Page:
Park Slope

CB6 braces for showdown Thursday over controversial Citi Bike docks in Park Slope

Locals Angry Over Placement of the Docks Are Expected to Attend Public Hearing, but City Transportation Reps Won’t

October 19, 2016 By James Harney Brooklyn Daily Eagle
A Citi Bike dock recently installed on Carroll Street at Fifth Avenue in Park Slope accommodates 30 bike docks and displaces at least five legal parking spaces on the south side of the street. Eagle photos by James Harney
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This week’s unseasonably warm temperatures could get even hotter Thursday night if frustrated Park Slope residents bring the heat to a public hearing scheduled to discuss Citi Bike’s incursion into their parking-strapped neighborhood.

To the surprise and dismay of some locals, Citi Bike docks have been installed in numerous locations across the Board 6 district, which includes Cobble Hill, Carroll Gardens, Gowanus and Red Hook, as well as the Slope.

Some of the docks have been set up to accommodate as many as 25 to 30 Citi Bikes and have displaced as many as six parking spaces on residential streets, much to the consternation of neighborhood motorists who had already endured increasingly long searches for legal parking.

While city Department of Transportation (DOT) officials unveiled a map of potential Citi Bike docking sites in Board 6 — and sought public input — as early as last fall, some locals are contending that the actual installation of the docks caught them off-guard.

In fact, at a Board 6 meeting last month, one elderly resident angrily confronted a board member, loudly questioning, “Is there a bike stand in front of your house? Is there?”

Mayor Bill de Blasio has praised Citi Bike as a “very popular, very well-used” program that “has certainly contributed to people not using cars.” But in response to a frustrated Park Slope motorist who reached him by phone on a recent morning radio talk show, the mayor conceded that the placement of the docking stations was not necessarily permanent.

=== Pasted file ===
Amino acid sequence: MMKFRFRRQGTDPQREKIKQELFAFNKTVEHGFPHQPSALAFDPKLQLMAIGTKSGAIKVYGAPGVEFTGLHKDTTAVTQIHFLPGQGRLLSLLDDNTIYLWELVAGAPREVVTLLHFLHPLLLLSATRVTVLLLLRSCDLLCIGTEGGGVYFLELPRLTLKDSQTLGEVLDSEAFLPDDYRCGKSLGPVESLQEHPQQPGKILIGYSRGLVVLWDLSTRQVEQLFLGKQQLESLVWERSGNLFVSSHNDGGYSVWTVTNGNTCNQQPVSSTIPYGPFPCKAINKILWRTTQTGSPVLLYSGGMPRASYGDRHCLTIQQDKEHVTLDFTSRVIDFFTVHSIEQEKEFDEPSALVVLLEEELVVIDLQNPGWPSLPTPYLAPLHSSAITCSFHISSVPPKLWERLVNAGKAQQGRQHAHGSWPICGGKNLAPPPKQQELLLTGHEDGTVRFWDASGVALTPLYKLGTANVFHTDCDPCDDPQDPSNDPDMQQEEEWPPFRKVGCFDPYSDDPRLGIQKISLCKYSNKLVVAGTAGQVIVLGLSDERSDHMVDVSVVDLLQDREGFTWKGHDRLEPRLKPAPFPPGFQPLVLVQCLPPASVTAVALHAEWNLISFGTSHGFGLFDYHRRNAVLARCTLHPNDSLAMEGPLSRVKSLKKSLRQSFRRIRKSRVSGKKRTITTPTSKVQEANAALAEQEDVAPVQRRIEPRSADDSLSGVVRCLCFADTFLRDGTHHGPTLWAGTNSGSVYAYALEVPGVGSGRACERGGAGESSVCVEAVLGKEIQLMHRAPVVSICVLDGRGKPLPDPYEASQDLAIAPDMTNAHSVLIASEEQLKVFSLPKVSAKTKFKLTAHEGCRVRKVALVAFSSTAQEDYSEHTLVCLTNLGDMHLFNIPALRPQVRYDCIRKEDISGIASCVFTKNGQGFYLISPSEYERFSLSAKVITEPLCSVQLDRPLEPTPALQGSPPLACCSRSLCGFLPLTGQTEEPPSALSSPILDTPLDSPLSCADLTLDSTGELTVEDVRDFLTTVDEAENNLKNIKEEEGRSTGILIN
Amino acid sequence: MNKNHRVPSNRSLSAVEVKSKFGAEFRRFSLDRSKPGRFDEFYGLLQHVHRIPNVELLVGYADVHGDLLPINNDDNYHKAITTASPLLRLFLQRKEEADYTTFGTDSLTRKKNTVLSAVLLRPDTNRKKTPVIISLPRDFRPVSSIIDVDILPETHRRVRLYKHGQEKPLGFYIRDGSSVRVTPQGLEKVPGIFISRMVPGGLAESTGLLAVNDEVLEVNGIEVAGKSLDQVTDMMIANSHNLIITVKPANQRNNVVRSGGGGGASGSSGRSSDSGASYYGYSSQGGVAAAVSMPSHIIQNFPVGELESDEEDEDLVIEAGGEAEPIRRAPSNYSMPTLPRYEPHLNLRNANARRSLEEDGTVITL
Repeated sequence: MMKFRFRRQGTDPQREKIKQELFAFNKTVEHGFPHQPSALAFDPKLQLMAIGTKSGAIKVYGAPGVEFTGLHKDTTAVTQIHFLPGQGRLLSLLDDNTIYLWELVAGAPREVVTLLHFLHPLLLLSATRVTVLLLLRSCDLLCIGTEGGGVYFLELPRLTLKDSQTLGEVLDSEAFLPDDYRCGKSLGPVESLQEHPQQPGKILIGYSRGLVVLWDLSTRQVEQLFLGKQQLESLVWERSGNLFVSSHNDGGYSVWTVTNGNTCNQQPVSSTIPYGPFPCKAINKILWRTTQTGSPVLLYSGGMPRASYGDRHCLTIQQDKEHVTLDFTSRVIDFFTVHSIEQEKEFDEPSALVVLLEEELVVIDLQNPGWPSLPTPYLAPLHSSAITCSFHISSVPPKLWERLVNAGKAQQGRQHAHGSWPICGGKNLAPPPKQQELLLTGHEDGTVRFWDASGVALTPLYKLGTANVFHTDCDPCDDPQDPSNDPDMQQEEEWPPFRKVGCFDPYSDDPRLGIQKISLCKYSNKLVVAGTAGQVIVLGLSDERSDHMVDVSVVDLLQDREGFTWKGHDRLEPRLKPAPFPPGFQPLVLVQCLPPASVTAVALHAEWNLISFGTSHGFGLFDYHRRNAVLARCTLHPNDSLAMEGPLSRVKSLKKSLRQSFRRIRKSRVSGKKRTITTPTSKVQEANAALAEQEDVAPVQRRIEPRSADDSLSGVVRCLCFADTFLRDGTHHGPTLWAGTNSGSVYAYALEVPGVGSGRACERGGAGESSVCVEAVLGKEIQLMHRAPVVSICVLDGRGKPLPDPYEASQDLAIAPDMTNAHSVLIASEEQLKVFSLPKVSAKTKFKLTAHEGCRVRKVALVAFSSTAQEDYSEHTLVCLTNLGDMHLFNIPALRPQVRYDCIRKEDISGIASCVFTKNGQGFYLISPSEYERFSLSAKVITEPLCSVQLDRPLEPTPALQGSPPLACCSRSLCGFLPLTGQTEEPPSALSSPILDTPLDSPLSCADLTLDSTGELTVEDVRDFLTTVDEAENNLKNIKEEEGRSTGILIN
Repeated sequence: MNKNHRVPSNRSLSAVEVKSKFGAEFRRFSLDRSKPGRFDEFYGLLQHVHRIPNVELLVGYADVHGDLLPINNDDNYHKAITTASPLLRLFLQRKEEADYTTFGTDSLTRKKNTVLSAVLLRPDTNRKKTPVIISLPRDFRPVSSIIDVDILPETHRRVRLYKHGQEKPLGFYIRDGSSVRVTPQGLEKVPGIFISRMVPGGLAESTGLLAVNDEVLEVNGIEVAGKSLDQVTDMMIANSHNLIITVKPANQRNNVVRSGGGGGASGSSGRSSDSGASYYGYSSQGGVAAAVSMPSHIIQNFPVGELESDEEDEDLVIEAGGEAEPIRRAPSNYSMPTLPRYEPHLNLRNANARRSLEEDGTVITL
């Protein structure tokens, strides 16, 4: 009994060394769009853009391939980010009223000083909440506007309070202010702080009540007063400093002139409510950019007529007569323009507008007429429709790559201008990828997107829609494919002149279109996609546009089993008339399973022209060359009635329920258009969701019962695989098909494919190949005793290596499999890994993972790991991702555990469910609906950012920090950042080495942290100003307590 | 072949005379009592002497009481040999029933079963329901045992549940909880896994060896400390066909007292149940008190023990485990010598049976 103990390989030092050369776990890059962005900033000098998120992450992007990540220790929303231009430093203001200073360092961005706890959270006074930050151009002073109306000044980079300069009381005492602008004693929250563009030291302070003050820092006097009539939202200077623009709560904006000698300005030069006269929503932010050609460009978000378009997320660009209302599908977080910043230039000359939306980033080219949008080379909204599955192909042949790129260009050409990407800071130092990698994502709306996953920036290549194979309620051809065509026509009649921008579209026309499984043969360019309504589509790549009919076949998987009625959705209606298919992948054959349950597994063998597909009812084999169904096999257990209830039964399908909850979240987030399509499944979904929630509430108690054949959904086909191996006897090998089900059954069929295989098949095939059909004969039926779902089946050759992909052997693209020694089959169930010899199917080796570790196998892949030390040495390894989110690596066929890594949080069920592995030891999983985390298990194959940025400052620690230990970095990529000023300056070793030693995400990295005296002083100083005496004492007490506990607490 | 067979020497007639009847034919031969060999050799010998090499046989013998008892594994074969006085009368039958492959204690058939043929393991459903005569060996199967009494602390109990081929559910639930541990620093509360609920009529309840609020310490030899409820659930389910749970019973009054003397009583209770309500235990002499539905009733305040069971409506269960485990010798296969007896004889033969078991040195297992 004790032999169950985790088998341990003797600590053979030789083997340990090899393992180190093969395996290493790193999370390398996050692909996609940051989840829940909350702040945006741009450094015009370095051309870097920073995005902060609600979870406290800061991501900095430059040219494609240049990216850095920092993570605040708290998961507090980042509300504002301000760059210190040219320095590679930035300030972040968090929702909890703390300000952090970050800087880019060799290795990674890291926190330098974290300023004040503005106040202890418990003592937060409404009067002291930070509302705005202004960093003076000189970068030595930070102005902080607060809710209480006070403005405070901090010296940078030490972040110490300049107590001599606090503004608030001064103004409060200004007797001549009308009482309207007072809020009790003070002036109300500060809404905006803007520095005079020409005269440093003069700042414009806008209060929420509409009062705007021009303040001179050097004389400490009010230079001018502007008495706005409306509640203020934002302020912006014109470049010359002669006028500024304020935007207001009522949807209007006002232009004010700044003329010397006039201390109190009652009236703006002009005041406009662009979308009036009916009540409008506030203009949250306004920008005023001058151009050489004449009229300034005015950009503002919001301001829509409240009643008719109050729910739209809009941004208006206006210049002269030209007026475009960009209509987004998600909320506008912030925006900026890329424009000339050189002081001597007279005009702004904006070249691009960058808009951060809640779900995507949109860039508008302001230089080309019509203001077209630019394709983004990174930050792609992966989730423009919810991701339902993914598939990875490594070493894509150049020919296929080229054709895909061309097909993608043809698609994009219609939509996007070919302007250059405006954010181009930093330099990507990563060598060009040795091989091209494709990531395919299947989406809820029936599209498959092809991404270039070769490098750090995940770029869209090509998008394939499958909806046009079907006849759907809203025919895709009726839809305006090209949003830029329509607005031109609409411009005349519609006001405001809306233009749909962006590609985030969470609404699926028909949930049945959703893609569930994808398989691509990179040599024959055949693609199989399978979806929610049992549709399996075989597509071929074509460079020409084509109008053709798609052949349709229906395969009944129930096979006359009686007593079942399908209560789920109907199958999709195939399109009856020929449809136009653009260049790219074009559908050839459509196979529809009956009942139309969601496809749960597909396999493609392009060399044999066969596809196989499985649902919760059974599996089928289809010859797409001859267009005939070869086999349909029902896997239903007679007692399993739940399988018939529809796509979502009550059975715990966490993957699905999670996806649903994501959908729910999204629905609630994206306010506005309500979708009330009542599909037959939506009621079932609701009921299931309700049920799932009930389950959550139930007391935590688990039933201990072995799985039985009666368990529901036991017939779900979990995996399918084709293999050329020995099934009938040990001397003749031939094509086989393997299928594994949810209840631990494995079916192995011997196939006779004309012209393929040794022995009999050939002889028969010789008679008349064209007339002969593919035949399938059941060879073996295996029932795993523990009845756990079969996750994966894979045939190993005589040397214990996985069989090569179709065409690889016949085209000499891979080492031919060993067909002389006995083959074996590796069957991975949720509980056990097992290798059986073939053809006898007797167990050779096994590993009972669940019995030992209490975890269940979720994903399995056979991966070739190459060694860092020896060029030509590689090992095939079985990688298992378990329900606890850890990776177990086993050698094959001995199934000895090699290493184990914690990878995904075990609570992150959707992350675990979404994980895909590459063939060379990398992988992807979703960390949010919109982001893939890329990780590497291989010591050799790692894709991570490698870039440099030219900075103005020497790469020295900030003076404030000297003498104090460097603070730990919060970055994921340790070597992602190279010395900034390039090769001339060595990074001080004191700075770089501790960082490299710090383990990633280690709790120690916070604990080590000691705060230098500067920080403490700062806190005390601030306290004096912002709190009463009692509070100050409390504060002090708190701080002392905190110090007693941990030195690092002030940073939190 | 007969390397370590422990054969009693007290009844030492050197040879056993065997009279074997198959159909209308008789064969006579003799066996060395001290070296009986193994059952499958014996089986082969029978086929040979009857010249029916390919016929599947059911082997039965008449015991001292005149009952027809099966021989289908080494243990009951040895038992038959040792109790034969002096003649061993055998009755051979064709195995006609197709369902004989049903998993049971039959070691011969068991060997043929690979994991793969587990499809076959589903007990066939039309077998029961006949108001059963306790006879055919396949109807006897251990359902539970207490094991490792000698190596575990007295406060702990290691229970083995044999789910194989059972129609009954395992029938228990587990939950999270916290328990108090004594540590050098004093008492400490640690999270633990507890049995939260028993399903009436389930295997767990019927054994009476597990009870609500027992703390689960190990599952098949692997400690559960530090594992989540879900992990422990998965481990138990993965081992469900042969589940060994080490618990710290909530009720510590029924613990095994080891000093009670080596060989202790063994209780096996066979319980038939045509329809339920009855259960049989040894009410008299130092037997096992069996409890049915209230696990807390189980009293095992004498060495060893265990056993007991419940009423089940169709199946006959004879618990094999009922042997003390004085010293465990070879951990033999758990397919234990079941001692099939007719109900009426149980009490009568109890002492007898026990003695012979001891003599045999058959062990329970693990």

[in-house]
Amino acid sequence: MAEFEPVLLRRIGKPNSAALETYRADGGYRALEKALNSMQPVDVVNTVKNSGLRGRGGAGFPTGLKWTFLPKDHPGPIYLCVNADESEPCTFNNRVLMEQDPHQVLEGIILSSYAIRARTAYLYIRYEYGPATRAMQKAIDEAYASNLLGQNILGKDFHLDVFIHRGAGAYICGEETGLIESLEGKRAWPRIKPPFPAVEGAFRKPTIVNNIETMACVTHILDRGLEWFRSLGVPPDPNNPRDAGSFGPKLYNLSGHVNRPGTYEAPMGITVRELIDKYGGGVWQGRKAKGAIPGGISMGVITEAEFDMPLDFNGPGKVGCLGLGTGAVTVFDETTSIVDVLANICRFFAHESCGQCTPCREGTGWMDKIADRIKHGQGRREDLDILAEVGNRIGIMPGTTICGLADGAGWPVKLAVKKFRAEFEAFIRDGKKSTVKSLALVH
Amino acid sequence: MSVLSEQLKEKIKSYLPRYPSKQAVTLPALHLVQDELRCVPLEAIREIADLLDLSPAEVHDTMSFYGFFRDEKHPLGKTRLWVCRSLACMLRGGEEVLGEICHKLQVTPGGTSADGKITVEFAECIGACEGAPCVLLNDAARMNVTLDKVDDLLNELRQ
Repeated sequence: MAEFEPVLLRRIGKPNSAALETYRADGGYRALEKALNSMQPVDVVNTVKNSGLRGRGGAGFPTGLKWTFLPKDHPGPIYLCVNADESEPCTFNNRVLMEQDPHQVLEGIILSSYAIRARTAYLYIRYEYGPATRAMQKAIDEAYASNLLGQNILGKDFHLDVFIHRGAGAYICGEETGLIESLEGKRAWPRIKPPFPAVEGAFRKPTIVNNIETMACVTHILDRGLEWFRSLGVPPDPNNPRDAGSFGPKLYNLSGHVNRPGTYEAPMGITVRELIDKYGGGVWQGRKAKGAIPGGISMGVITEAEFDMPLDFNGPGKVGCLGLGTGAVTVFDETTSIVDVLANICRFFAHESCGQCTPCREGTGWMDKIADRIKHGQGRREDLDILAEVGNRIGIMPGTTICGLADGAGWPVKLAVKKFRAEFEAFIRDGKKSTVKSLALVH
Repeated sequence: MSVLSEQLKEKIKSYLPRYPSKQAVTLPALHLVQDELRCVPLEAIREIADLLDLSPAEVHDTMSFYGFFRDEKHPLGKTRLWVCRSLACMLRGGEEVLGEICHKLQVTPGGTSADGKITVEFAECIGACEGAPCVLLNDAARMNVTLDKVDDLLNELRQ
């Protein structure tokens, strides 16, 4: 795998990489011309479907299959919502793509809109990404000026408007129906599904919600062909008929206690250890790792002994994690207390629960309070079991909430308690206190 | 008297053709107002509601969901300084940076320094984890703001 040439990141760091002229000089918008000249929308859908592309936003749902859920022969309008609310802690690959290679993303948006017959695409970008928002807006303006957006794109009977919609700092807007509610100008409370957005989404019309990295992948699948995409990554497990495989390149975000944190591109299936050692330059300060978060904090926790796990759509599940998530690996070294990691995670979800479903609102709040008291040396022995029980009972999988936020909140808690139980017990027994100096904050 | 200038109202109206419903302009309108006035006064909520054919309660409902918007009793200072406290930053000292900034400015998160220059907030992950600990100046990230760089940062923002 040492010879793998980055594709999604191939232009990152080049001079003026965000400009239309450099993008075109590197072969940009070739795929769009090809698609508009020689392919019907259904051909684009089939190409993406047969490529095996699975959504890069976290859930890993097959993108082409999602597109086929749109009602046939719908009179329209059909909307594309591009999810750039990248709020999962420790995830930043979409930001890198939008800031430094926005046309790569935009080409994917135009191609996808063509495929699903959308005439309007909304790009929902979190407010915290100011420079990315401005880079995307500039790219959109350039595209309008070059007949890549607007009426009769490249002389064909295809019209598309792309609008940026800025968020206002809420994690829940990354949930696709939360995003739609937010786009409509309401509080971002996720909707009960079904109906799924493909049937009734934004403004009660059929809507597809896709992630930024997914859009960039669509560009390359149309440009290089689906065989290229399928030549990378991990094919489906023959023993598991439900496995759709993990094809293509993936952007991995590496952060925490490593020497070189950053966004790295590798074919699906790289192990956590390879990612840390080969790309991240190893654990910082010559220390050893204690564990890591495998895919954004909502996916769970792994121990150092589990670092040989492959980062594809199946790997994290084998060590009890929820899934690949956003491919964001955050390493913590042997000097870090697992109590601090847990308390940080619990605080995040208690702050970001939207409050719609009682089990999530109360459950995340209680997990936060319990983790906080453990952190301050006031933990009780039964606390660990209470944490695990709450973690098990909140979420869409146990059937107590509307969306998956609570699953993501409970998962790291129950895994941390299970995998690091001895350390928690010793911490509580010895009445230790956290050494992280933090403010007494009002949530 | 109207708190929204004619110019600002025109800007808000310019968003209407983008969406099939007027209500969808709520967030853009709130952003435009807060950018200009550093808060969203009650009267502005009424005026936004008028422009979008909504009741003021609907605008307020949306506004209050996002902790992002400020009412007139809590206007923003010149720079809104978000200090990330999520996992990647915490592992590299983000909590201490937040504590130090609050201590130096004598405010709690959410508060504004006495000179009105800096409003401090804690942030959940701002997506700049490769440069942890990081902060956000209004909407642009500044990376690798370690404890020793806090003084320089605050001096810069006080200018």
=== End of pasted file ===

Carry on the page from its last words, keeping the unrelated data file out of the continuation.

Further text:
“It is a test in each and every case to see how well used they are,” de Blasio told the caller. “If they are heavily used, good. If they’re not, we can take them back out or we can alter them or change locations.”

Opponents of the current dock locations are no doubt hopeful they will hear more such encouraging comments at Thursday’s hearing. But they won’t hear them from the city DOT, which declined an invitation from Board 6 officials to send a representative.

“We’re disappointed that the DOT has chosen not to attend [the hearing]; we felt there would have been value in their being here and hearing input from the community,” Board 6 District Manager Craig Hammerman told the Brooklyn Eagle. “But we will proceed undaunted with the hearing and will present the feedback we obtain from it to the DOT.”

Hammerman added that the board “remains strongly behind the Citi Bike program. The purpose of this public hearing is to gather public input so that we can then work with the DOT on how best to locate the Citi Bike docks so as to maximize their use and availability while also maximizing the amount of parking in the district.”

Thursday’s hearing will be held during the board’s transportation and public safety committee meeting at 6:30 p.m. at the 78th Precinct, 65 Sixth Ave. Each person will be allowed up to three minutes to testify. Written comments can be emailed to [email protected] or mailed to 250 Baltic St., Brooklyn, N.Y., 11201 by 5 p.m. on Thursday, Oct. 20.


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